4 Diverging Lens A diverging lens is thinner in the center than on the edges, and rays parallel to the axis diverge outward from the lens so that the rays seem to come from a focal point behind the lens. The focal length for a diverging lens is negative, as noted earlier. The image distance is also negative (provided d o is positive), since = (5) d f d i o This means that the image formed by a diverging lens with a real object is always virtual. The magnification is given by Eq.3. Ray diagrams for a diverging lens can be drawn, similar to those for the converging lens. Refer to your text for examples. Finding the focal length experimentally When the focal length of a converging lens is not given, there are two simple ways of finding its value: Images of many objects 1. Find the corresponding image distances for various object distances and plot either 1/d i vs. 1/d o or 1/d o vs. 1/d i. The y-in ter cept for both of these graphs is the neg a tive re cip ro cal of the fo cal length. Image of infinite object 2. Focus on a object far enough away that we can assume that 1/d o is zero com pared to 1/d i. Then the im age dis tance is the fo cal length. Determining the focal length of a diverging lens is more complicated, since it does not produce a real image of a real object. (Again, a real image is one that can be projected on a screen and hence measured) We have to use a converging lens to come up with an image of the lighted object that we can focus on the screen. This is an example of an optical system. The analysis is outlined in the following section and an example is given. Lens combinations When more than one lens is used in an optical system, each lens should be treated individually to find the combined effect. The image of one lens becomes the object of the next lens. If we knew the focal lengths of the lenses and the object distance, we could predict where the image would be, its magnification, whether it was inverted, and whether it would be real or virtual. For example, in the second part of this experiment, both a converging lens and a diverging lens are used to produce an image. We know the focal length of the converging lens and we want to find the focal length of the diverging lens. Suppose that the diverging lens is closer to the object and that there is a focused image on the screen. The known values besides the converging lens focal length f con are the po si tions of the ob ject x obj, the two lenses x div and x con, and the im age x im. First we work back wards to find the ob ject po si tion of the con verg ing lens, then use this as the im age po si tion of the di verg ing lens.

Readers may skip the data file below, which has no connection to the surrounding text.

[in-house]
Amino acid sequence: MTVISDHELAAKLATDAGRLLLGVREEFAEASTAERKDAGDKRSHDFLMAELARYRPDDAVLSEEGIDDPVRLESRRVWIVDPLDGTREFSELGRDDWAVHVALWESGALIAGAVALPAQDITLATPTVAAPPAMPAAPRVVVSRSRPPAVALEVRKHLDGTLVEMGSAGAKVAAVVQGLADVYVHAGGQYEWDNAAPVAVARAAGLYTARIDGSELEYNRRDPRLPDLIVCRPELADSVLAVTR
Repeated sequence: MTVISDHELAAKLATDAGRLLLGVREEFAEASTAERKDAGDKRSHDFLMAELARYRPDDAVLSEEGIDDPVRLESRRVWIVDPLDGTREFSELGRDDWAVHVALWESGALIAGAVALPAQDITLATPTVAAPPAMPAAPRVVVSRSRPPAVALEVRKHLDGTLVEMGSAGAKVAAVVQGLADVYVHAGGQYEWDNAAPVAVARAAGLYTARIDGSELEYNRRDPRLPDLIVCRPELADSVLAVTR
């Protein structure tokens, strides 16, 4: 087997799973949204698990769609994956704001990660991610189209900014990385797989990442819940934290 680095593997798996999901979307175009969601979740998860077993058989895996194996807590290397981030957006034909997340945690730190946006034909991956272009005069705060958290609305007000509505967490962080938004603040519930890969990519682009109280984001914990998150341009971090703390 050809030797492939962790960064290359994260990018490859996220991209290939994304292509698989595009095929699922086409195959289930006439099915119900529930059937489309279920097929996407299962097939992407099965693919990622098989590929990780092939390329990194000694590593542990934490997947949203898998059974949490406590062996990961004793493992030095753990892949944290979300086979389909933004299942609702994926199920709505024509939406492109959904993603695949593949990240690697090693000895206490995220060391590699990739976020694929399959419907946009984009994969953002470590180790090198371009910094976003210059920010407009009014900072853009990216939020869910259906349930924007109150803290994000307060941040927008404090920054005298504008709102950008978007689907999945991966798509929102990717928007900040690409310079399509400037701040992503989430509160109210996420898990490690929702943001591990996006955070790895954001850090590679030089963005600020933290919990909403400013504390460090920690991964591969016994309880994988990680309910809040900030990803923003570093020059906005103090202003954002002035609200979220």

5 1. We easily find the object distance of the diverging lens and the image distance of the converging lens: d = x x o div div obj d = x x i con im con (6) 2. Use the lens equation to find the object distance of the converging lens : d o con = 1 1 fcon d i con 1 (7) 3. Let D=x con -x div be the dis tance be tween the two lenses. The ob ject of the con verg ing lens is the im age of the di verg ing lens. So d = D d (8) i div o con 4. For a single point calculation we could then use the lens equation to find the focal length f div. This is not the best way to do things ex per i men tally. We use the method of Im ages of many ob jects: Find a bunch of val ues of d o div and d i div and plot 1/d o div vs 1/d i div (or vice versa). The y-in ter cept is 1/f div. Procedure You need the following equipment:» optical bench» lighted object» converging lens, 13 cm nominal focal length (far away objects viewed through the lens at arm s length are inverted)» diverging lens, -20 cm nominal focal length» glass screen» optical bench fixtures for the various elements Notes The object position has been set to x obj = 3.50 cm. Keep it there. No, the fix ture is not set at ex actly 3.50; the plas tic slide that is the ob ject is off set from the fix ture read ing. This has been ac counted for in the place ment. The glass plate, the plastic slide that projects the arrows image, and the lens should be perpendicular to the optical bench length. Converging lens: Images of many objects Note and record that the object is at 3.50 cm. Set up a table to record the position of the lens x con and the po si tion of the screen (or im age) x im, both in cm. For the first two points, you fix the screen po si tion and find lens po si tions that gives fo cused im ages. For the other points, you fix the lens po si tion and move the screen to focus. 1. Place the screen at the end of the optical bench opposite the light, lightly tighten the screw, and record the position to the

6 nearest hun dredth of a centimeter (You have to read a vernier scale.). 2. Plug in the lighted object. 3. Place the lens as close as possible to the screen. Then move the lens away from the screen until a sharp image (small and bright) of the arrows appears on the glass screen (Fig. 3). Observe the image from the back of the screen while moving the lens, not from the same side as the lens. Figure 3 Fo cus ing a con verg ing lens near the screen (im age). 4. Lightly tighten the screw on the lens fixture and record the position of the lens to pair with the position of the screen. 5. Put the lens adjacent to the object. Move the lens away from the bulb until a sharp image (large and faint) appears on the screen (Fig. 4). (This may be a two-person job.) Tighten the screw and record the lens position, as well as the image position, again. Figure 4 Fo cus ing a con verg ing lens near the light bulb (ob ject). 6. Set the lens position at cm. Adjust the screen to get the best image. Record the screen position. This is your third pair of data values.